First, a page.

A computer-science major feels at home in her field and helps other women feel the same.
Not too many people get access to Google headquarters. But for Neha S. Rungta (BS ’04), a doctoral student in computer science (CS), an award from Google opened the door to one of the most powerful search-engine hubs in the world. Rungta’s service, leadership, and academic achievements propelled her into a group of 20 recipients of the $10,000 Google Anita Borg Memorial Scholarship, which is awarded to women pursuing careers in computer science and technology.
During a three-day retreat for the scholarship recipients at Google’s epicenter in Mountain View, Calif., Rungta wound through rooms full of lava lamps, rubber exercise balls, and ping-pong tables. “It amazed me how the people working there were so excited,” she says. While listening to the hum of people eagerly discussing their current projects—on red couches, in the free café, or from their densely clustered desks—she couldn’t help but catch their enthusiasm.
She also welcomed the chance to connect with the other scholarship winners and mingle with Google’s top female engineers, who spoke to the scholarship winners about the challenges women in technology face. “It was so motivating for me to meet with women who were doing so well in their field,” Rungta says. “There’s this image of computer scientists being guys with nerdy, thick glasses that deters many bright young women from getting into the field and breaking that mold.
“This never deterred me, though,” she adds, “but I guess I’m kind of different.”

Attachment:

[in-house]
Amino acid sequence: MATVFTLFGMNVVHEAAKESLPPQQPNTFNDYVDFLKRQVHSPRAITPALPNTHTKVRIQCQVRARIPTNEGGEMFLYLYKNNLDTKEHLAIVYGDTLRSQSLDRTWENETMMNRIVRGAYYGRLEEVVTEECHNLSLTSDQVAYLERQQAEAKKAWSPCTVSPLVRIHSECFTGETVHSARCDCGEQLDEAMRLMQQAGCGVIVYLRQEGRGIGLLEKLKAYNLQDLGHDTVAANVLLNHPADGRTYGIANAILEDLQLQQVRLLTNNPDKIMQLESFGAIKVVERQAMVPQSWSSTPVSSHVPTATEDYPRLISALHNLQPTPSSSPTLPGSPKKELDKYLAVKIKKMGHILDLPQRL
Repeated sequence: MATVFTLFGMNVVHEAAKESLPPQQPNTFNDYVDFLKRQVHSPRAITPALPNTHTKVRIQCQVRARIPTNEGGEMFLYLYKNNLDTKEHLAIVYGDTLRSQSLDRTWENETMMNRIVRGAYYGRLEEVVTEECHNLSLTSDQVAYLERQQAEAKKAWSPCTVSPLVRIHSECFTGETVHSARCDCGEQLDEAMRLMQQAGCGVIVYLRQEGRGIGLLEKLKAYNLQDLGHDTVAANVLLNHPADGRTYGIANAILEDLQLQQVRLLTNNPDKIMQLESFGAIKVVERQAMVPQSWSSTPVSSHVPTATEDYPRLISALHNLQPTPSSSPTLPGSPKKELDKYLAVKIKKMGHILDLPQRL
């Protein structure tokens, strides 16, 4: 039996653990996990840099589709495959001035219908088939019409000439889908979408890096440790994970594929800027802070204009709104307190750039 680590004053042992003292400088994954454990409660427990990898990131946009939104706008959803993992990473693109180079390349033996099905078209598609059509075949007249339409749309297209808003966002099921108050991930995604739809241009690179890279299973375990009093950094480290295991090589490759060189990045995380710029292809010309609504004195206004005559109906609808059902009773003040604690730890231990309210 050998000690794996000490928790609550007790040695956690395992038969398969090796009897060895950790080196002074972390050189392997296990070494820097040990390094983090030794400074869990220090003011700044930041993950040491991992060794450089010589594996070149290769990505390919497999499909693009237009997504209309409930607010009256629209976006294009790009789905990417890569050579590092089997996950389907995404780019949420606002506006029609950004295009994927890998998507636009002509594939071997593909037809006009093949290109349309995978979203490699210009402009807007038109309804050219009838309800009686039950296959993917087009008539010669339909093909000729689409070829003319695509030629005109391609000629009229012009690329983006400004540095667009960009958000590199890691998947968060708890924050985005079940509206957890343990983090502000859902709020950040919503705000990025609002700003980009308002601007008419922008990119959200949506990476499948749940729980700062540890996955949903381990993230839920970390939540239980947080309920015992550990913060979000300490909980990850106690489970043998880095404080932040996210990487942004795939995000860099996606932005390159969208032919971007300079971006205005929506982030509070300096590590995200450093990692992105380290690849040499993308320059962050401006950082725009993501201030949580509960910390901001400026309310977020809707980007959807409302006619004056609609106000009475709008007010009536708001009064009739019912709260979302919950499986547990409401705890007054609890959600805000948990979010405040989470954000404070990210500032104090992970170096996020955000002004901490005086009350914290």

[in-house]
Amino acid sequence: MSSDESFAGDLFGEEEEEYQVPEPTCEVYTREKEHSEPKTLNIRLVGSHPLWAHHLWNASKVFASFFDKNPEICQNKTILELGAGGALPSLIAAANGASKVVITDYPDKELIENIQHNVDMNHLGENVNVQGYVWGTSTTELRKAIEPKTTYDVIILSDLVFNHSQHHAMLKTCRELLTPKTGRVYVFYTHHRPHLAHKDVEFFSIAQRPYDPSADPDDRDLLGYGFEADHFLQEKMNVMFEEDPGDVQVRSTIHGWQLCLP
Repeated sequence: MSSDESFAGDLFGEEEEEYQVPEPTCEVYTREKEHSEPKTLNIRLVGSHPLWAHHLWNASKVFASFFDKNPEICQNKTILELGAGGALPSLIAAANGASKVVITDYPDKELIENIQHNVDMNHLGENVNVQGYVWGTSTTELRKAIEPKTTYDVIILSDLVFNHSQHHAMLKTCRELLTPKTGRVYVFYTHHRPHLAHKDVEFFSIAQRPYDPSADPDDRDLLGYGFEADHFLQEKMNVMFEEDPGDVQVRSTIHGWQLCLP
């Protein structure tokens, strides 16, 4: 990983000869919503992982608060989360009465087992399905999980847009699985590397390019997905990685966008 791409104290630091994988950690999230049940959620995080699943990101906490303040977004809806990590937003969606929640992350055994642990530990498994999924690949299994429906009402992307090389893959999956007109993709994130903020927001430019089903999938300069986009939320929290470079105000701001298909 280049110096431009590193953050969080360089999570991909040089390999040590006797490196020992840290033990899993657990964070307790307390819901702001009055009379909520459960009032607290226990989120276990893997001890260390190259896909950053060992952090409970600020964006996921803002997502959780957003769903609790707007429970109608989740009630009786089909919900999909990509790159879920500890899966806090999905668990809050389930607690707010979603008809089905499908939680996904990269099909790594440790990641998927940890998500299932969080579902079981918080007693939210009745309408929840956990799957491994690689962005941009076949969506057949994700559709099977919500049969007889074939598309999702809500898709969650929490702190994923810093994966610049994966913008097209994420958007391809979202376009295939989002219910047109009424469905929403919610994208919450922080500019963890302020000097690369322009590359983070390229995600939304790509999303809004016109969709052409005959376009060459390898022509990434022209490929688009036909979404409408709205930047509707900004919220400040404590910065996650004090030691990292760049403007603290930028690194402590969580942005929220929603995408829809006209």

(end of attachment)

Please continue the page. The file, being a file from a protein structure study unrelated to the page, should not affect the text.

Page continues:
Instead of being intimidated by the lack of women in her major at BYU, Rungta founded the Women in Computer Science Club—a place for her female peers to “have fun and learn, and not just work on school projects all the time,” she says. “There are sometimes things you just want to talk about with other women in CS because you’ve been through many of the same situations.”
Despite being the only female in most of her classes, Rungta is quick to explain difficult concepts to other students and is frequently the last one to leave the lab, where she spends hours solving computer-code flaws.
As an undergraduate Rungta led research that improved a program used by NASA. Her work—aimed at finding system errors faster—was presented at the NASA Ames Research Center. Michael D. Jones (BS ’95), an assistant professor in computer science, says Rungta’s improvements may even be used in the future to aid unmanned space missions to Mars.
“She’s very persistent and puts all her energy into accomplishing her goals,” says Rungta’s older sister, Vandana. “She’s always been that way.”
As a little girl growing up in India, Rungta played with her aunt’s computer—really just a glorified calculator. Her parents loved to buy the newest gadgets, so she was quickly exposed to the world of technology. When polio permanently confined her to a wheelchair at age 7, Rungta channeled her energy into her computer courses at school. She recalls Vandana returning home to explain “the new thing” called Internet. Although Rungta was somewhat puzzled by computer lingo then, at 14 she went on to write her first program—a handy paint tool for drawing houses.
Her achievement list has grown lengthy since then, but there’s no need to ask Rungta’s acquaintances about it. A Google search of her name brings up more than 600 hits—a telling history of her success.